Throughout the year, your yard will receive lots of water from the rain. You have to find ways to get rid of this water. Here are five tips to improve landscape drainage to get you ready for 2019:

  1. Keep the landscape drainage routes running freely

Avoid obstructing the run-off drainage paths with raised gardens, planters or berms. Your yard should have a gentle slope that drains the water to a given route. If these routes are blocked, you will have a flooded lawn.

Ground runoff accounts for much of the surface drainage even where you have installed other types of in-ground drainage systems. It is essential to inspect the natural ridges in your lawn where water flows and remove any object or heavy vegetation that could impede the flow of the water. These routes are often created during the landscape design before planting the grass.

  1. Install artificial drainage systems if natural ones are not sufficient

If you have ill-drained soils such as clay or a poor landscape design, you will still have a problem with waterlogging even after the runoff drains away from the yard. You can improve the soil drainage by installing drainage systems in your yard. Here are the common drainage systems you might consider.

  • Simple ditches

Dig ditches several meters apart which are around 90cm deep. These must slow towards the lower end of your lawn. To achieve uniformity and a gradual slope, consider hiring a trenching machine for the work. There are small pedestrian machines for hire.

  • French ditches

If you rather not have open ditches, French ditches are an alternative. These ditches are constructed by filling a ditch with some coarse gravel and then topping it up with permeable membranes or turf that is upturned to prevent the entry of the soil into the ditch.

  • Piped drainage

If the drainage problem in your yard is severe, you may use piped drainage that involves laying perforated plastic pipes on trenches that have been made firm by a 5cm bed of coarse gravel. The pipe is then covered with at least 10 cm of fine gravel. You need the assistance of a professional landscape planner to install piped drainage.

  1. Consider an inlet basin or a channel drain

An inlet basin or a detention basin is a place where water is collected rapidly and then released slowly to reduce the impact it has on the surrounding area. A detention basin can be installed just below the surface of your landscape. You can have several installed across the yard to catch large amounts of water that may come from storms.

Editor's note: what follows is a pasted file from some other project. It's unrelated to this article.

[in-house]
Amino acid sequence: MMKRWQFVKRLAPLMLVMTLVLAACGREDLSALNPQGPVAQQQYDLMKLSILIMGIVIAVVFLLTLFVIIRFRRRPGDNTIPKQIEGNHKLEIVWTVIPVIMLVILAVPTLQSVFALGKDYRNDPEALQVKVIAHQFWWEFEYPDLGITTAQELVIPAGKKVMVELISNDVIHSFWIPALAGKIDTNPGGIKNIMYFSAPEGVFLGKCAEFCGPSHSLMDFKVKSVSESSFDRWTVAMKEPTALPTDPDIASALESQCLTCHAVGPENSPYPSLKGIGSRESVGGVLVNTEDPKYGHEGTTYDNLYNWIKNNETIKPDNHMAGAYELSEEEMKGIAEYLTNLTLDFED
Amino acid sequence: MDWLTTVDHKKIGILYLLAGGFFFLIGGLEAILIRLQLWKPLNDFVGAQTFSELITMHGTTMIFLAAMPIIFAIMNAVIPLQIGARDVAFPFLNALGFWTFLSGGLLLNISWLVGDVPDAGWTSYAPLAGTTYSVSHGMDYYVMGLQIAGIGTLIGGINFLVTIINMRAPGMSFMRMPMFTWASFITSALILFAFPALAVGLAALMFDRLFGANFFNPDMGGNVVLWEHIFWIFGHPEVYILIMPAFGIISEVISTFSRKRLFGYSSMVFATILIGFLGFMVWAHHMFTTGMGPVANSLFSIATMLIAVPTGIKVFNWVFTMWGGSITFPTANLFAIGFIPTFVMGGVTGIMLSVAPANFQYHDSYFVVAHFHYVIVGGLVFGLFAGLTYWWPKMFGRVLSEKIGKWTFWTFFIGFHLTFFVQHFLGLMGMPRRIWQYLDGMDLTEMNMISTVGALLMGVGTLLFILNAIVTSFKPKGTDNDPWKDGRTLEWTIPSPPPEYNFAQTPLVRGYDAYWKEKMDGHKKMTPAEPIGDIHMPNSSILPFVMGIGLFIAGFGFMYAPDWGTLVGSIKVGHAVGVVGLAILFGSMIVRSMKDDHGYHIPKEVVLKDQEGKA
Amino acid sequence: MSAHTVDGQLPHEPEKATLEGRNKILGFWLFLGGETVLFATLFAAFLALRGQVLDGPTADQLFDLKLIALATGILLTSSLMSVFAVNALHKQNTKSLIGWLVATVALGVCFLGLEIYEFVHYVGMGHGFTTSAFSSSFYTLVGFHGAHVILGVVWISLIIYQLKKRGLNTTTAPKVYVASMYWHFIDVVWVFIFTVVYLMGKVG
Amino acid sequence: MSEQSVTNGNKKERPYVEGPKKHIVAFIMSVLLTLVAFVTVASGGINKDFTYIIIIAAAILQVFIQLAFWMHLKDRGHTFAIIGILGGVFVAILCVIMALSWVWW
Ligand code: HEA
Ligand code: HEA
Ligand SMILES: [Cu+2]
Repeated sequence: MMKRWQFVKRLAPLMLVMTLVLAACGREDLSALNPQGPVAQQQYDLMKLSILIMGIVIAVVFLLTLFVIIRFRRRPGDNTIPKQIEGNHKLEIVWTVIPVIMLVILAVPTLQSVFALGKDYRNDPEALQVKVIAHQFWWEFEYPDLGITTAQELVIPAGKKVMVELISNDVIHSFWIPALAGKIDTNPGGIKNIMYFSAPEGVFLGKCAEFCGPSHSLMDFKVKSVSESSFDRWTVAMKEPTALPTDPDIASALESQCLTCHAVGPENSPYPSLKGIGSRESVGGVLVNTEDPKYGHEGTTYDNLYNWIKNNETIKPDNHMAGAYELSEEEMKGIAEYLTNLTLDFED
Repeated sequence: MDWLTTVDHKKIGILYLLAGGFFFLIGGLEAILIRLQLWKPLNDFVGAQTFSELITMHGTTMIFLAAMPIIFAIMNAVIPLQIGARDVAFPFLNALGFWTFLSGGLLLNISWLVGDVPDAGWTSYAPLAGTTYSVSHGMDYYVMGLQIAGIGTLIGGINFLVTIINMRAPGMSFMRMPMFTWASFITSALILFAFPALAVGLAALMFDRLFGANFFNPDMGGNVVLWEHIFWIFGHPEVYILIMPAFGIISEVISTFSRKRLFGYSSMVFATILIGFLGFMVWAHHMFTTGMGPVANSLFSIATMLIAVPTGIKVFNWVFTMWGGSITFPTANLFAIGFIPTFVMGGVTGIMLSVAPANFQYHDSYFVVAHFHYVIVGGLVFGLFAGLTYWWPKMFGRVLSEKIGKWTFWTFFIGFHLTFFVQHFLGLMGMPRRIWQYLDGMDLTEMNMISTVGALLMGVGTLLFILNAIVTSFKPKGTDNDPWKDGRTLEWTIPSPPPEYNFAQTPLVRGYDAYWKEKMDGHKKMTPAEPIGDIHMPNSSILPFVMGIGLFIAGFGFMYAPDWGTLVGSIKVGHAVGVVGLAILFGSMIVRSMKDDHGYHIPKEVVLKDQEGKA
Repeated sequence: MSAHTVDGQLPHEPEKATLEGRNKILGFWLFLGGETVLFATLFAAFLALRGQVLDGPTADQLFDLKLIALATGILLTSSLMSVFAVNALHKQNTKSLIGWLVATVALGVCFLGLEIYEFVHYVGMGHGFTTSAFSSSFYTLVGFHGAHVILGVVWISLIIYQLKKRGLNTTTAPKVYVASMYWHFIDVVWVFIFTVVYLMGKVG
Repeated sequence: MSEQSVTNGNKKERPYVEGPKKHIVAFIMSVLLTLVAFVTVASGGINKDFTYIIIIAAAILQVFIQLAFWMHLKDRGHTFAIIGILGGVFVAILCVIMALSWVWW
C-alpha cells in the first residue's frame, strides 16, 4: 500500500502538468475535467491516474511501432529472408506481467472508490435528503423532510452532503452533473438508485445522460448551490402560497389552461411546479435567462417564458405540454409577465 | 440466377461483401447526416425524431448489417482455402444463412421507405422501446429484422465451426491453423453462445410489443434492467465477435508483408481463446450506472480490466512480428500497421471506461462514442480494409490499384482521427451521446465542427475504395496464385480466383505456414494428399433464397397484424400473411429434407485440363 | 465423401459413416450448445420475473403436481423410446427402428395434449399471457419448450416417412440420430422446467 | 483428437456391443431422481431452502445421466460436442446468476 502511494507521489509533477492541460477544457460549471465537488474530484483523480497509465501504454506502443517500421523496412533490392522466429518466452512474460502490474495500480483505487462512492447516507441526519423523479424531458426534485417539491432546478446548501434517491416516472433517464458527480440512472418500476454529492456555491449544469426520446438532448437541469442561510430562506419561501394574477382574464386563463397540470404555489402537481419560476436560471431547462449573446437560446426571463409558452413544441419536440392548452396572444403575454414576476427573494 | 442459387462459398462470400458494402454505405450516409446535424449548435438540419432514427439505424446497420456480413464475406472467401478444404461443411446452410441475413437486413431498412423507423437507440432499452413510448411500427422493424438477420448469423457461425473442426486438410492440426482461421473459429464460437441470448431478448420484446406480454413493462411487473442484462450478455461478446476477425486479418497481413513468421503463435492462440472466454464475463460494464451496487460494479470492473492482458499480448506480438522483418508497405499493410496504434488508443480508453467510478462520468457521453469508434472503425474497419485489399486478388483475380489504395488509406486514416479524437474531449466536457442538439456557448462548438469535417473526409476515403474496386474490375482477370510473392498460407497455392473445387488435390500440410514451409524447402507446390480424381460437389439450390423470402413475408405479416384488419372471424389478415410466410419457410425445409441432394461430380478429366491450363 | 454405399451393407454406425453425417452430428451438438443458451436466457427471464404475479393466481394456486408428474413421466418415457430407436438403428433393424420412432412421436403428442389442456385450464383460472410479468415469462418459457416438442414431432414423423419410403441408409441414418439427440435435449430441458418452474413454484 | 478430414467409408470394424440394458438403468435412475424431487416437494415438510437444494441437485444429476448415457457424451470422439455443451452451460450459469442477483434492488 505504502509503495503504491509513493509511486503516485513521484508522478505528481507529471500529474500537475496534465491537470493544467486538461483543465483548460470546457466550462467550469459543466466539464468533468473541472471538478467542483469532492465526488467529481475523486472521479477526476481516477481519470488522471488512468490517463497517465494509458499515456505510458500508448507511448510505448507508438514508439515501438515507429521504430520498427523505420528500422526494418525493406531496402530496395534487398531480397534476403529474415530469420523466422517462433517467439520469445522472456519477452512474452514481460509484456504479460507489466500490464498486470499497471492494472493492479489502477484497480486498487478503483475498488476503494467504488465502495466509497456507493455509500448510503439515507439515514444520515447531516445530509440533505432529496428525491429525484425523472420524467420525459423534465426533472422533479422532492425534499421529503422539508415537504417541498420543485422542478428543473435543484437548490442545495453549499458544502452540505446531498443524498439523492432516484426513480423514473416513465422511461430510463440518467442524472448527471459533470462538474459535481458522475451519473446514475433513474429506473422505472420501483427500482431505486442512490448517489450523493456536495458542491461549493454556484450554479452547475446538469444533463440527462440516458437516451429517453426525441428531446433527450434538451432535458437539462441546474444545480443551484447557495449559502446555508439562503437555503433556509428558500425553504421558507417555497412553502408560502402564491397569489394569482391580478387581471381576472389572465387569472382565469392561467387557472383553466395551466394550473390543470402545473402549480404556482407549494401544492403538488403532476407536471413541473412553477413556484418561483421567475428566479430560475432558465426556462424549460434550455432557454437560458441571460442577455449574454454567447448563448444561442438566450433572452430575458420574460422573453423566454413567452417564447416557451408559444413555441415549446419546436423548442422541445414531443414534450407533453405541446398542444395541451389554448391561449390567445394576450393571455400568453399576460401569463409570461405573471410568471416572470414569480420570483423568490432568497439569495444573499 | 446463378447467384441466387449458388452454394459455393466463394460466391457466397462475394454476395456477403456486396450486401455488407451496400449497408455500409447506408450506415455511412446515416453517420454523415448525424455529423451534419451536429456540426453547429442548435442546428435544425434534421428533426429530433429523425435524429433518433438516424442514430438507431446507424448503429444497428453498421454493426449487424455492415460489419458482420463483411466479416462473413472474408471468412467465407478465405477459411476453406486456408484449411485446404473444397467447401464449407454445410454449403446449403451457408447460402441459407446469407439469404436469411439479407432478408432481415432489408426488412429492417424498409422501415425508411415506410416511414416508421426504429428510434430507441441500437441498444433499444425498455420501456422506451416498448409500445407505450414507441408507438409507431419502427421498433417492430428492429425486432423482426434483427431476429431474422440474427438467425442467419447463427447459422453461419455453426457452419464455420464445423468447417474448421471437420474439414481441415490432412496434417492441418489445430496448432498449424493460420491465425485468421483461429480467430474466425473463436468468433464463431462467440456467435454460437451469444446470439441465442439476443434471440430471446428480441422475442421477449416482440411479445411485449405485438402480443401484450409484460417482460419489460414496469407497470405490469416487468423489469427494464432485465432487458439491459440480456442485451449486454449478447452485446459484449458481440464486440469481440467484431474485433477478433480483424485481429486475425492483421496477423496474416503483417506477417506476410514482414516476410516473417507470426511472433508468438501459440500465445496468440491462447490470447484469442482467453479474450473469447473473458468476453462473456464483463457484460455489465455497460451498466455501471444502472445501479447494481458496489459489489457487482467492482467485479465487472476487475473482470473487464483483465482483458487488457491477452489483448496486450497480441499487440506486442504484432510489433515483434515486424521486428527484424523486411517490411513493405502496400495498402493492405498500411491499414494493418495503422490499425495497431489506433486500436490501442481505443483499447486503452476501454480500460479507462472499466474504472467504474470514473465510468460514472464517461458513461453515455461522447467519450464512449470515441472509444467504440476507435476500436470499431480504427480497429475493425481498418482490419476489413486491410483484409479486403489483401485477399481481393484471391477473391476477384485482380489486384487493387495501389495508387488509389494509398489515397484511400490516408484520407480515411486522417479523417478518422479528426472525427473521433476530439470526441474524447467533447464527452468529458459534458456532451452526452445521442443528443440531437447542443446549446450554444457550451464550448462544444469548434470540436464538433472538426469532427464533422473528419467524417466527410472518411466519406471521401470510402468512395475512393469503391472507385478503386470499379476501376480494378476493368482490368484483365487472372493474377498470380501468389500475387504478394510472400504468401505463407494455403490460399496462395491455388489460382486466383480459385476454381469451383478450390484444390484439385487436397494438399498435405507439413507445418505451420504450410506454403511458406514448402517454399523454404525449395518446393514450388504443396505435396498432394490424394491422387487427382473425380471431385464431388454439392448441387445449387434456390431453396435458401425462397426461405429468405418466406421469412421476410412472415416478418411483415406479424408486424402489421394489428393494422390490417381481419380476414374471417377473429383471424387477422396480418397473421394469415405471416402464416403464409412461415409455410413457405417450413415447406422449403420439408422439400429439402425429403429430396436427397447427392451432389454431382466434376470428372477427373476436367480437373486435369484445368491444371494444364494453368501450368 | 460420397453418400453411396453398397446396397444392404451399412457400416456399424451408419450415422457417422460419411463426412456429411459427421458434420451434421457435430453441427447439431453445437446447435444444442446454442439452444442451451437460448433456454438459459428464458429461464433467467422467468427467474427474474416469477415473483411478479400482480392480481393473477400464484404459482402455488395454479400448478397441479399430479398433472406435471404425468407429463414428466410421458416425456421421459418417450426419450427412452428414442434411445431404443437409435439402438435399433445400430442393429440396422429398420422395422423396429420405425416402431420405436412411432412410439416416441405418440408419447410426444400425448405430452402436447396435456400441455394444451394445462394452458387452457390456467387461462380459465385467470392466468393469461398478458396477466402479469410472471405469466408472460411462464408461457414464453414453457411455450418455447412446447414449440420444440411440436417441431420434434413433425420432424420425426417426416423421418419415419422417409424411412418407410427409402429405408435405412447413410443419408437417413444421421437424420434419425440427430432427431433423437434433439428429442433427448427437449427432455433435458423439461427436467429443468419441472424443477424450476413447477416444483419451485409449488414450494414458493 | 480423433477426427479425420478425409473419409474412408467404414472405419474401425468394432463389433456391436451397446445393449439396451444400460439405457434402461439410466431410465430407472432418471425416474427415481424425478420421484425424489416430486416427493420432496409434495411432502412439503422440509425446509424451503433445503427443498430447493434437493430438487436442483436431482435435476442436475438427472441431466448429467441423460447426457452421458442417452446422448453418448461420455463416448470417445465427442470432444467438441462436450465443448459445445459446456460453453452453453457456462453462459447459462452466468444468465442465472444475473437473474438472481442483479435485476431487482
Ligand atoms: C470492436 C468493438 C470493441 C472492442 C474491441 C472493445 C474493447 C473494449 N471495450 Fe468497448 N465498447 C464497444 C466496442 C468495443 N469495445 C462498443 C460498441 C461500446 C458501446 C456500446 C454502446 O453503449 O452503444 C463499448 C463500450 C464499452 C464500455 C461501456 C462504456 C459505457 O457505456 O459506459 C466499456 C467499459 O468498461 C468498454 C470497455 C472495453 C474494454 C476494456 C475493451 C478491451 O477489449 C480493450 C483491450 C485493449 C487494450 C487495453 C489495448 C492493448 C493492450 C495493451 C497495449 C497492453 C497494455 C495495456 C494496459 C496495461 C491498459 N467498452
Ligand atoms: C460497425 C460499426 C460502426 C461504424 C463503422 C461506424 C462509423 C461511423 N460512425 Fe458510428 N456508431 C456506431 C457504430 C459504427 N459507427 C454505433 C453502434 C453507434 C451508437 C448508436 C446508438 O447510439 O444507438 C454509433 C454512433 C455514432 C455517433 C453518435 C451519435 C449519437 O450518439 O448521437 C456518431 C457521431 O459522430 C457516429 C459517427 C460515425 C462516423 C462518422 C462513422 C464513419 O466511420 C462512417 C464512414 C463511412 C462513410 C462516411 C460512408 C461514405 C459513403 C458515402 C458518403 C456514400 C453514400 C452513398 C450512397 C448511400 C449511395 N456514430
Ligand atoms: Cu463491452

Basins are essential to water collection points if your property sits at the top of the landscape. A large amount of water collected by your downspouts may find its way onto the ground if a drainage pipe is blocked. This water may damage the yard if left to flow as runoff down the landscape. The inlet basins should be placed on the upper part of the landscape to collect as much water as possible before it heads downhill.

  1. Harvest the water where possible

You may harvest the ground runoff water by installing a storage well or water barrel below the grade. The collected runoff can then be used to water your lawn. This is a feasible option where you do not have proper systems to drain away the water at the lower end of your garden or are looking to conserve water for the dry season.

When building a water harvesting system, you should take steps to ensure that soil and other debris do not get into the well. Accumulation of silt will reduce the amount of water that the storage can hold. Perforated piping systems work best for the below-the-grade water collection system. However, you can still use open ditches but layer them with gravel or create a filtration system at the mouth of your basin.

As for the barrel, you can construct a pond-like barrel if you have enough space or purchase the plastic underground barrel to collect water. You may need the assistance of a landscape planner to plan the water collection. If you do not want to pump the water from under the ground, you may consider creating a dry well. This is a gravel-filled underground reservoir where the water is collected and slowly absorbed into the soil without causing any pooling.

  1. Drainage systems should go beyond your planting beds

Ensure that you corrugated drains, PVC drainage systems, and downspouts extend beyond the planting beds on your landscape. Most homeowners have planting beds close to the house. If the water collection systems end at the edge of these beds, water that flows away carries the loose topsoil with it. This not only causes soil erosion and damage to the planting beds but also causes silting of any other drainage systems that may have been installed in the yard.

If you have water collection beds or natural drainage systems leaving your home, consider connecting your home drainage systems to these major drainage systems. If the drainage is at the lower part of the landscape, you can have a pipe or a corrugated open drain that leads the water away from your yard. Be on the lookout for landscaping ideas that enable easy drainage of water especially if your yard is flat. Again, it is important to consider drainage when looking at various landscaping ideas.

When creating drainage systems, find the easiest path of getting the water away from the landscape and your home. The natural paths such as gentle slopes and drainage routes should be the priority as they are easy to maintain. The other systems may come in to improve the drainage capabilities of these drainage systems.